Readers are taken on a journey through Edinburgh, Stirling, St Andrews and Fife - even to the State Mental Hospital at Carstairs in Lanark - as Fox and his team is asked to investigate three colleagues from the neighbouring Fife constabulary.

In the background, Fox struggles with the dilemma of balancing his work duties alongside appeasing his sister's frustration at the time and resources needed to care for their elderly father's illness.

As the story progresses, Fox is drawn into looking at the suspicious death of lawyer and nationalist Francis Vernal who was found dead in his car having crashed on a country road in Fife. There was also a gunshot wound to his head and the incident had never been fully investigated when it occurred some twenty years earlier in 1985. This part of the story bears striking resemblances to the non fictional case of nationalist Willie MacRae whose death occurred in the Highlands in 1985 in similar circumstances.

Rankin's writings are ever topical and the plot reflects the SNP and its activities in the mid 80's - perhaps especially pertinent at the moment, as the SNP party has just staged its first conference in Inverness this weekend.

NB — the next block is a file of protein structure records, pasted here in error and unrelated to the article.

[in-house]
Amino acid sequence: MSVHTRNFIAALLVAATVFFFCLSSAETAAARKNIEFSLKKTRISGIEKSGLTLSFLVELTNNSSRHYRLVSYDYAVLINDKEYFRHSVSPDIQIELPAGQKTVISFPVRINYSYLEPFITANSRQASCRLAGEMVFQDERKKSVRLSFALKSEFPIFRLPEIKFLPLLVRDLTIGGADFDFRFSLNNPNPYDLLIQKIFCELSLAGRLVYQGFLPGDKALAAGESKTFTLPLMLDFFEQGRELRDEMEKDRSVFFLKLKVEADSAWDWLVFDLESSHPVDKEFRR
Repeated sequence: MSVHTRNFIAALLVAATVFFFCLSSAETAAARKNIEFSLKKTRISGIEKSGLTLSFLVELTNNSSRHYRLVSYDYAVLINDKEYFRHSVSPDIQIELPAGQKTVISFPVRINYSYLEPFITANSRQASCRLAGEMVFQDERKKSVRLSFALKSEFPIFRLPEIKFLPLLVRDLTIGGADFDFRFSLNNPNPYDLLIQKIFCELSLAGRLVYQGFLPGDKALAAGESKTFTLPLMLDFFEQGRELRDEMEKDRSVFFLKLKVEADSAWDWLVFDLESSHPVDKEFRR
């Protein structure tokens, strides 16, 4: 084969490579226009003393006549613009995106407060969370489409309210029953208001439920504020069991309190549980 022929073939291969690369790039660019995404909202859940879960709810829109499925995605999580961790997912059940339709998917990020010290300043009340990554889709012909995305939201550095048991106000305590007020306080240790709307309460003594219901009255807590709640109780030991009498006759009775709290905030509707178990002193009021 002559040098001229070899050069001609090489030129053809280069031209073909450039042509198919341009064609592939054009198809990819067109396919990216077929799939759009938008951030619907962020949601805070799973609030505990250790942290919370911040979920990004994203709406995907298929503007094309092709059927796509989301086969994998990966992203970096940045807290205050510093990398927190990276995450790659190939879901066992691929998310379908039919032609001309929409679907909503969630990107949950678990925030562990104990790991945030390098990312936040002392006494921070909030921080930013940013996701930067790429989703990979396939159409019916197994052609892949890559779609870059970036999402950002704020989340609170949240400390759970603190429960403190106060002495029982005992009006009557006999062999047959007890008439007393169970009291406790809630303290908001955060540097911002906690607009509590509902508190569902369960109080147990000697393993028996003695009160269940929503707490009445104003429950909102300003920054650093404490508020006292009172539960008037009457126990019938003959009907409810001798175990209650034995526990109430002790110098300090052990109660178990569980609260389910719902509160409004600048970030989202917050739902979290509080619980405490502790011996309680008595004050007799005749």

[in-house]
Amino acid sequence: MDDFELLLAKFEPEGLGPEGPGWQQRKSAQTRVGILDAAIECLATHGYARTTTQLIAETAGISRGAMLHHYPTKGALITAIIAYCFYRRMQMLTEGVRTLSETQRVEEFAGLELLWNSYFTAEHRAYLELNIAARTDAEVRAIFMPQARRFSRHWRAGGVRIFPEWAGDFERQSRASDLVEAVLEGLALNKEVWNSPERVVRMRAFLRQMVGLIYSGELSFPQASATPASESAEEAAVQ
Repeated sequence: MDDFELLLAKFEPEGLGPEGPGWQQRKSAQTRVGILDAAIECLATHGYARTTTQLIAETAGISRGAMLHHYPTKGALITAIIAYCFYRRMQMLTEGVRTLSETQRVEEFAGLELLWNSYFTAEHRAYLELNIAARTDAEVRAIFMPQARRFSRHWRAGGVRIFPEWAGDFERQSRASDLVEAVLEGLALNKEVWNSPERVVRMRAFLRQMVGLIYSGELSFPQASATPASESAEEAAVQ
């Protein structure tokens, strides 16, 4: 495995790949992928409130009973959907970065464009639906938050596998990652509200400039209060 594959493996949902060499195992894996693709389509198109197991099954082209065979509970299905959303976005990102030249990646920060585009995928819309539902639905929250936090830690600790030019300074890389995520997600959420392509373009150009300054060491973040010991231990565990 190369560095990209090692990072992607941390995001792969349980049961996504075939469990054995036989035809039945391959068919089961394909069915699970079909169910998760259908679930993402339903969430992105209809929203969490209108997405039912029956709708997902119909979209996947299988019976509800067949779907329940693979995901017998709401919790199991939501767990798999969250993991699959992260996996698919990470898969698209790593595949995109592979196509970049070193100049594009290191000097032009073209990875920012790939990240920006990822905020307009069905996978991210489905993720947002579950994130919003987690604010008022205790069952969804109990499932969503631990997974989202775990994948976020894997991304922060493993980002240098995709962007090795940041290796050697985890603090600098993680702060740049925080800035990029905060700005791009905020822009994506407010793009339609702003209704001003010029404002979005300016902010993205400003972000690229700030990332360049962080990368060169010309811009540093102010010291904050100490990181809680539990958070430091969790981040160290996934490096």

EDIT: ** PLEASE SEE FictionFan's excellent comment on this review - she has kindly clarified the inaccuracies in my sentence above. **

The author's excellent descriptive skills are used to advantage to develop the personalities of his characters as well as eloquently taking readers on a journey through central Scotland.

I enjoyed this story immensely and I'm sure others will to. Rebus can surely sit back and relish his retirement!
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49 of 54 people found the following review helpful
3.0 out of 5 stars Readable but not great, 31 Oct 2011
By 
Bluebell (UK) - See all my reviews
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This review is from: The Impossible Dead (Hardcover)